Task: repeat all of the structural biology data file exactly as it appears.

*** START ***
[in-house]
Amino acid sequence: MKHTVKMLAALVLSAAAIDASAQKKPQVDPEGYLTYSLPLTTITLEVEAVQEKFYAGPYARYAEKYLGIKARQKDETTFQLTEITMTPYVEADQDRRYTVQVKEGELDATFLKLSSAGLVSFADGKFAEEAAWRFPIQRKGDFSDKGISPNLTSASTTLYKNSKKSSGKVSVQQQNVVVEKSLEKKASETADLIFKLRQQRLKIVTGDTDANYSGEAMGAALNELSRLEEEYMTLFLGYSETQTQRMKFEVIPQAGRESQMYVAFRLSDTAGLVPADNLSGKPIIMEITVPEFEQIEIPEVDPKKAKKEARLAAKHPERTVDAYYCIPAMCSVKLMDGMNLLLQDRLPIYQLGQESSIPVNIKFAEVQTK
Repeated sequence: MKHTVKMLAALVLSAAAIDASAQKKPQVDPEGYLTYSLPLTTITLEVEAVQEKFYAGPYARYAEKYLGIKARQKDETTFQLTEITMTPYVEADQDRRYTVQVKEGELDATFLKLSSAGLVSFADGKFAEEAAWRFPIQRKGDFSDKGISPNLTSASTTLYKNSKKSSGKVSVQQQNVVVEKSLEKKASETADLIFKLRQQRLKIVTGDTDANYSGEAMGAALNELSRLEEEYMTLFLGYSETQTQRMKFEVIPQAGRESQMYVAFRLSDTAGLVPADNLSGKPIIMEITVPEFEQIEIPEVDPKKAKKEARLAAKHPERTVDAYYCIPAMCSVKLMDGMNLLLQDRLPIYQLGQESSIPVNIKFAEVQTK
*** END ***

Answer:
[in-house]
Amino acid sequence: MKHTVKMLAALVLSAAAIDASAQKKPQVDPEGYLTYSLPLTTITLEVEAVQEKFYAGPYARYAEKYLGIKARQKDETTFQLTEITMTPYVEADQDRRYTVQVKEGELDATFLKLSSAGLVSFADGKFAEEAAWRFPIQRKGDFSDKGISPNLTSASTTLYKNSKKSSGKVSVQQQNVVVEKSLEKKASETADLIFKLRQQRLKIVTGDTDANYSGEAMGAALNELSRLEEEYMTLFLGYSETQTQRMKFEVIPQAGRESQMYVAFRLSDTAGLVPADNLSGKPIIMEITVPEFEQIEIPEVDPKKAKKEARLAAKHPERTVDAYYCIPAMCSVKLMDGMNLLLQDRLPIYQLGQESSIPVNIKFAEVQTK
Repeated sequence: MKHTVKMLAALVLSAAAIDASAQKKPQVDPEGYLTYSLPLTTITLEVEAVQEKFYAGPYARYAEKYLGIKARQKDETTFQLTEITMTPYVEADQDRRYTVQVKEGELDATFLKLSSAGLVSFADGKFAEEAAWRFPIQRKGDFSDKGISPNLTSASTTLYKNSKKSSGKVSVQQQNVVVEKSLEKKASETADLIFKLRQQRLKIVTGDTDANYSGEAMGAALNELSRLEEEYMTLFLGYSETQTQRMKFEVIPQAGRESQMYVAFRLSDTAGLVPADNLSGKPIIMEITVPEFEQIEIPEVDPKKAKKEARLAAKHPERTVDAYYCIPAMCSVKLMDGMNLLLQDRLPIYQLGQESSIPVNIKFAEVQTK